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Asian Tribune is published by World Institute For Asian Studies|Powered by WIAS Vol. 12 No. 2740

Role of religion in Peace Building

By Oscar E V Fernando

There has been turmoil in the Sri Lankan nation for decades past: what may be the basic reason; is it that the majority in the country tries to make this a Sinhala Buddhist Nation?

Buddhism came to Sri Lanka from India and some of the then inhabitants took to Buddhism, indeed a pristine philosophy; and now Sinhala Buddhists are a majority in the country!

However, individuals surrender their power of governing themselves to a politician in turn to govern society; where individuals, as in Sri Lanka, are so grouped into diverse ethnic and religious persuasions; wouldn’t the act of bestowing this power to a politician get ruptured if and when politicians look after the interest of the majority only?

This would obviously happen on legislating in a Westminster system of government sans checks and balances like a Senate Chamber to look after the interests of minorities. The Sri Lankan parliament sans the Senate has been going on from the year 1972, giving very little chance for minorities to ventilate their grievances in parliament; thus legislation could be passed rough shod over the minorities.

Why was the Senate abolished in this multi-ethnic and multi religious country?

The consequences seem to be the perplexing problem that is Sri Lanka today!

There are other religions in this country; several Buddhists at one time had turned to Christ, some after Portuguese arrived and some in the year AD 47 according to the world acclaimed archeologist cum historian Senerath Paranavitharne; some Buddhists and other religionists have turned to Sai Baba and some also worship Hindu Gods; there are the Hindus proper, Muslims, Borahs and many others. These voices have to be heard in parliament in order to have a vibrant democracy.

The Senate Chamber is a far cry from a ministry to look after the interests of a religious/ethnic groups as it is tamed by the whip of the ruling party; The Senate on the other hand can resist the passage of legislation unless it conforms to minority aspirations and thus whip up civil society’s attention.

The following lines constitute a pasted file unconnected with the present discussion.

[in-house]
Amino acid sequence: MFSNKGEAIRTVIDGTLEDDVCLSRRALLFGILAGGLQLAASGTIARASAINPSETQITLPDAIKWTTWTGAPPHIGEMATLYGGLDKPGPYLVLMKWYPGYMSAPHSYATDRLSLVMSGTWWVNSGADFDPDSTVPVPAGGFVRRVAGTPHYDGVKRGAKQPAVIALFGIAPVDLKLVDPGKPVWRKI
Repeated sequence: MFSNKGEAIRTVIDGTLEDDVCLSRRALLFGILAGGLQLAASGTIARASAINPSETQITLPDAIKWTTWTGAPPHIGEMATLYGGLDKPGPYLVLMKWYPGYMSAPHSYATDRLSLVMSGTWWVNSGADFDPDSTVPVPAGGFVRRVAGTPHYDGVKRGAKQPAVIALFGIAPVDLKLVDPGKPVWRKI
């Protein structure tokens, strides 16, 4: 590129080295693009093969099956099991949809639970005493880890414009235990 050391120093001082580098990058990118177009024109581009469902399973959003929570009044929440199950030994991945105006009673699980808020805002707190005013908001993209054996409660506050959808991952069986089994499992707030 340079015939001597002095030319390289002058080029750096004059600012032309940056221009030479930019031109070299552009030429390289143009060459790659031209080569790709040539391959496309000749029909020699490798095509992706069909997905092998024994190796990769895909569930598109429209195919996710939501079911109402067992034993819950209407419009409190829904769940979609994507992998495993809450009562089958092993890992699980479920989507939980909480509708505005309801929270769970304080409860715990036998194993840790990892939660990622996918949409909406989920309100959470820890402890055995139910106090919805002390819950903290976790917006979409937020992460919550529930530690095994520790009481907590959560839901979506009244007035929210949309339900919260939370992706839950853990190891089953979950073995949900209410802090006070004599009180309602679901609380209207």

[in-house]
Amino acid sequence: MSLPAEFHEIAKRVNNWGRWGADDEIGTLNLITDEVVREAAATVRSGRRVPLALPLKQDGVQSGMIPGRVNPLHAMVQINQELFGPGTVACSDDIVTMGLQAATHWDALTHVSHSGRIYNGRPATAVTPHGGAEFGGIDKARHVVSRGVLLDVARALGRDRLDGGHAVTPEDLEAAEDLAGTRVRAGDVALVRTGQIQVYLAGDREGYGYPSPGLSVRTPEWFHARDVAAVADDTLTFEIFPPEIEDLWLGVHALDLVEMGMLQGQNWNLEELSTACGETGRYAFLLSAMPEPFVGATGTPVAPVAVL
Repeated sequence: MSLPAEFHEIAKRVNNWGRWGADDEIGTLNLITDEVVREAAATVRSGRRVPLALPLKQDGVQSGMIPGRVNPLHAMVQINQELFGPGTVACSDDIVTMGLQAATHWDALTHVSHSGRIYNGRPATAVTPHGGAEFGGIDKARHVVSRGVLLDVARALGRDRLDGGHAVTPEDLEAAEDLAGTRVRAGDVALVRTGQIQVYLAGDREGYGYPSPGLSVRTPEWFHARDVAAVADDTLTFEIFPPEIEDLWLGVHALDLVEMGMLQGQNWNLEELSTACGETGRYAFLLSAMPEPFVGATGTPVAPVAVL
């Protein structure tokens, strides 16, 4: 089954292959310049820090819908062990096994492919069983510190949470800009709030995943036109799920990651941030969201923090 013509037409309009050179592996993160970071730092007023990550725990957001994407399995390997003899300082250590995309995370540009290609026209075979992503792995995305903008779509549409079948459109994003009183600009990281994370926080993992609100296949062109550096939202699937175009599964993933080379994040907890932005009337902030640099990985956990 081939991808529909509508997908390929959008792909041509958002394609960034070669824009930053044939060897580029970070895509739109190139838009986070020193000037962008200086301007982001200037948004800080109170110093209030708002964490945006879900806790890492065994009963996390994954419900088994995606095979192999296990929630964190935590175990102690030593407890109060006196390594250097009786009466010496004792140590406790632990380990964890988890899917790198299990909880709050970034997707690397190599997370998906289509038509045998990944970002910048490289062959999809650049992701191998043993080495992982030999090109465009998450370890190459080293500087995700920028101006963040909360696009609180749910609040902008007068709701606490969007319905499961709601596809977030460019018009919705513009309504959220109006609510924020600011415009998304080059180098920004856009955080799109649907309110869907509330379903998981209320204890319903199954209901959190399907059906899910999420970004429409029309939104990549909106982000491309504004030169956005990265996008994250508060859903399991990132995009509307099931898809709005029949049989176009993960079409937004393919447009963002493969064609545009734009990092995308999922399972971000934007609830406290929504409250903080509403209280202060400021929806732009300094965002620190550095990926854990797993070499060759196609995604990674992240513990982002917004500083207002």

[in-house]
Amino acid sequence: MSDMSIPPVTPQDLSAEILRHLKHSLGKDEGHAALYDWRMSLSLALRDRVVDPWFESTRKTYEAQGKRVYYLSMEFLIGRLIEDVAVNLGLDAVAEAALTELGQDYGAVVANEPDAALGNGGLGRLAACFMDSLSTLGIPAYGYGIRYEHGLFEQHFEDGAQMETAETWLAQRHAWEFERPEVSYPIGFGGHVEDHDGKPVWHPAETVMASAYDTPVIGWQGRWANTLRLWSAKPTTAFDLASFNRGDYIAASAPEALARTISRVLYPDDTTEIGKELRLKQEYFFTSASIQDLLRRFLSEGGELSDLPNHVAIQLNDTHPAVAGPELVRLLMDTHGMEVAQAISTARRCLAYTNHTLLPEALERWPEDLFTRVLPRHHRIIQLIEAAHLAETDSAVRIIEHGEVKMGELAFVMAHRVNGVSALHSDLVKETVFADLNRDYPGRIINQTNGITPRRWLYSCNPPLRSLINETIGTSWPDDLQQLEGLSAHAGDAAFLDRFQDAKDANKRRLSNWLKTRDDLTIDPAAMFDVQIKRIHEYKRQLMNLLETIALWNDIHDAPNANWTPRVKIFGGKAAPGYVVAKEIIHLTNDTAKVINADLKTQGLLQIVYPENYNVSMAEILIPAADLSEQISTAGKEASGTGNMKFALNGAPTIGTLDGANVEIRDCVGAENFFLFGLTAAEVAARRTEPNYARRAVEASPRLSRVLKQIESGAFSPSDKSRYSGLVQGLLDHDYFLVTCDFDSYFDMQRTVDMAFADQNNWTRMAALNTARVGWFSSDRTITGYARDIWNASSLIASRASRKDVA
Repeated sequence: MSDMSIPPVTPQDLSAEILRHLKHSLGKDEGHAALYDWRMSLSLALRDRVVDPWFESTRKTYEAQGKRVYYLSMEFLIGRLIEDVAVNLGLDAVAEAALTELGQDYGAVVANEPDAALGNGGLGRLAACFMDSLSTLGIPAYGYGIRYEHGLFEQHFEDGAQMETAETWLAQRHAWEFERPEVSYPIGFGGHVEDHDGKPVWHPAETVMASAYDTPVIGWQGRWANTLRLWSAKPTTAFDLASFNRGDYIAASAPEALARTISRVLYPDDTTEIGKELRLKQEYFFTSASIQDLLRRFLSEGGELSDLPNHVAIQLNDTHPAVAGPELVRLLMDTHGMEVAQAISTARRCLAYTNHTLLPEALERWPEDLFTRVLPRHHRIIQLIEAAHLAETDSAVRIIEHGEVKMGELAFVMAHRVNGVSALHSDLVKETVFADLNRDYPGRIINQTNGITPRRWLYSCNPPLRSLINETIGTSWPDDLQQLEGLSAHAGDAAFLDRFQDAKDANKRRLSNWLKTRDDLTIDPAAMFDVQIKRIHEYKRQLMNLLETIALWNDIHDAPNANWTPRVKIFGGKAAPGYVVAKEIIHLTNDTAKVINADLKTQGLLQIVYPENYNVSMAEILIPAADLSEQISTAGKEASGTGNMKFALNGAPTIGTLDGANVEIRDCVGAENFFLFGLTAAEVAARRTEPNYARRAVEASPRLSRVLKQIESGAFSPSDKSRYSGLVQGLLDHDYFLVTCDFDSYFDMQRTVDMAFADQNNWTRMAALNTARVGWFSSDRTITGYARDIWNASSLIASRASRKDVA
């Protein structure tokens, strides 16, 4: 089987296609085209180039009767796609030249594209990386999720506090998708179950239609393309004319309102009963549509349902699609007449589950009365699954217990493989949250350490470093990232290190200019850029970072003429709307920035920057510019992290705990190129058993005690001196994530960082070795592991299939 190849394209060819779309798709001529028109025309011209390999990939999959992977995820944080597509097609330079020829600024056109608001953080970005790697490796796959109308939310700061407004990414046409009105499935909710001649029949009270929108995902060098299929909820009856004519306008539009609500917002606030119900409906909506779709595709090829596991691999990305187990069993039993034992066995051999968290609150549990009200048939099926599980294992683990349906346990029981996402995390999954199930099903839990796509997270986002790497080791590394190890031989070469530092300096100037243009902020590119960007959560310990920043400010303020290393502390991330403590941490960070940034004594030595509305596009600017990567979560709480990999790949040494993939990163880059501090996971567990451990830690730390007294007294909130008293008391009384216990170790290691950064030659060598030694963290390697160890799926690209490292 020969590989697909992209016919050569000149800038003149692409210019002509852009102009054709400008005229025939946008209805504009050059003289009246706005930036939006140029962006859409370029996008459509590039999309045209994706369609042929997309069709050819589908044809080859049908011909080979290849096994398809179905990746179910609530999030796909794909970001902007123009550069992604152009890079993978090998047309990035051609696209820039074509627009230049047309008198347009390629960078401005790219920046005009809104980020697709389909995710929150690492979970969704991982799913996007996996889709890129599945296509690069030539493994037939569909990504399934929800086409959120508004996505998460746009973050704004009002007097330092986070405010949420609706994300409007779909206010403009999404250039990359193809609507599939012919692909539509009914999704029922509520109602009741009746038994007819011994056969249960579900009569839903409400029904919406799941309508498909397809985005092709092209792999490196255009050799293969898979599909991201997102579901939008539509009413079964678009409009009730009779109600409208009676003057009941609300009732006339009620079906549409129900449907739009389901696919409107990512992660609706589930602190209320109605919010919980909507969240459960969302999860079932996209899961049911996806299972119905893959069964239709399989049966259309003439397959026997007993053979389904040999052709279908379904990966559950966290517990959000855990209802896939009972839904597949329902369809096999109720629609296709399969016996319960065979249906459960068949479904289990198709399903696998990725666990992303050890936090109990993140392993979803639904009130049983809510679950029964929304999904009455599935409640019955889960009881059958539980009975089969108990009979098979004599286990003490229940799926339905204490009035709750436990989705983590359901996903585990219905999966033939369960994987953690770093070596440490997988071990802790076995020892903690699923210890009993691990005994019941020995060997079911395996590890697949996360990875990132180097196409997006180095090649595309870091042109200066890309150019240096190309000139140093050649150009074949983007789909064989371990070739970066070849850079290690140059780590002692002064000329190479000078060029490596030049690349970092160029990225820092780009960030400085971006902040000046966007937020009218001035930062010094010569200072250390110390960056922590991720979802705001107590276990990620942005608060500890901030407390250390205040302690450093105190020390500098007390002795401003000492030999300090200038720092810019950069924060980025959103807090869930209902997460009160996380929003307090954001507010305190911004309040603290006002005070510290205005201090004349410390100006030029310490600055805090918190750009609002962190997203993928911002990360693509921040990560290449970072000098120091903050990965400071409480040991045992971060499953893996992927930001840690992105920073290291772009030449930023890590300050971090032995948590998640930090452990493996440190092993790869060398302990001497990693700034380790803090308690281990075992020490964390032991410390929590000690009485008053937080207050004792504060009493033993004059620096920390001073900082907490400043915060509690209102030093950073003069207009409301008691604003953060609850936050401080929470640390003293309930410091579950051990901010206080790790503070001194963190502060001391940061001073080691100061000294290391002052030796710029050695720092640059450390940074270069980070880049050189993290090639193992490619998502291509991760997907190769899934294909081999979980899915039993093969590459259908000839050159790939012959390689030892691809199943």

Just as much as the English migrants to America, now a majority, have realized over decades that they cannot ride rough shod over other minorities who also migrated to America one way or the other (hence the usage of the term ‘African American’), so should the Sri Lankan majority realize the folly of mistreating minorities-a deed that is bound to escalate in terrorism and ever increasing waves of violence that will never cease with hatred but by love and maithree!
This wave of dissatisfaction accompanied by a tit for tat attitude will never let the country prosper nor live in peace; killing a leader or a few leaders of a guerilla group will not contribute to ceasing this dissatisfaction-it will surface, if not with weapons, then in another subtle guise, as is very evident in Sri Lanka today.

That minorities had been mistreated and it still continues in some quarters is evident although pious pronouncements are made to the contrary!

With the long drawn out ramifications of the ethnic problem, can a Tamil citizen be heard in a police station in his language; will his statement be recorded in his language; will a verdict against him in courts be heard by him in his language?
Similar problems had cropped up in smaller countries than Sri Lanka, such as Switzerland and Belgium, and bigger countries such as Canada, India and Britain, whatever reasons are given to the historicity of the problem.

Several proposals to this vexed Sri Lankan problem have been stalemated over the years; the most recent faux pas was the pending negotiations for a federal state from the days of Tokyo Declaration on the basis of ‘internal self determination’, suddenly turning into power devolution in a ‘unitary constitution’: the present problems now climaxing into a possibly protracted war started with this turn of events.

In order to avoid war and bring in peace to the country an international summit of religious leaders was held in Sri Lanka on the subject of peace; this meeting was addressed by Mr Yasushi Akashi who referred to the value of religious leadership in peace building.

The gist of their deliberations is high-lighted by this writer with a biblical quote by Saint Augustine; ‘A greater title for glory is to kill war with words, rather than to kill men with the sword, and to get or maintain peace through peace and not through war; certainly the fighters, if they are good, are also seeking peace, but at the cost of shedding blood; you, on the contrary, have been sent to prevent blood being spilt on any side’

This Summit was held in November 2007: what it stressed and the writer’s comments are appended;


A renewed search for a non-violent solution as violence begets violence and hatred does not cease with hatred but by love.

Civilian protection by way of-non-use of claymore mines, artillery firing and bombings-arresting forced conscription of children and adults into armed groups, abductions, disappearances, extortions and extra-judicial killings, harassment of Tamil people through provisions of law that permit arbitrary arrest and pro-longed detention, forced resettlement of internally displaced persons etc.

Comment; the present situation to a certain extent was spurred by the Mavilaru issue where the LTTE cut off supply of irrigation facilities to Sinhala farmers, reminiscent of the killing of thirteen soldiers in Jaffna to spur the Sinhal/Tamil riots in the eighties-the Mavilaru incident in turn perhaps was spurred by the sudden turn of events from consideration of a federal set up to a unitary set up!

It has to be stated that in both instances the spur to action was a tit for tat climax contributed to by both sides of the divide, borne out by lack of arresting violence with non-violence or hatred with love.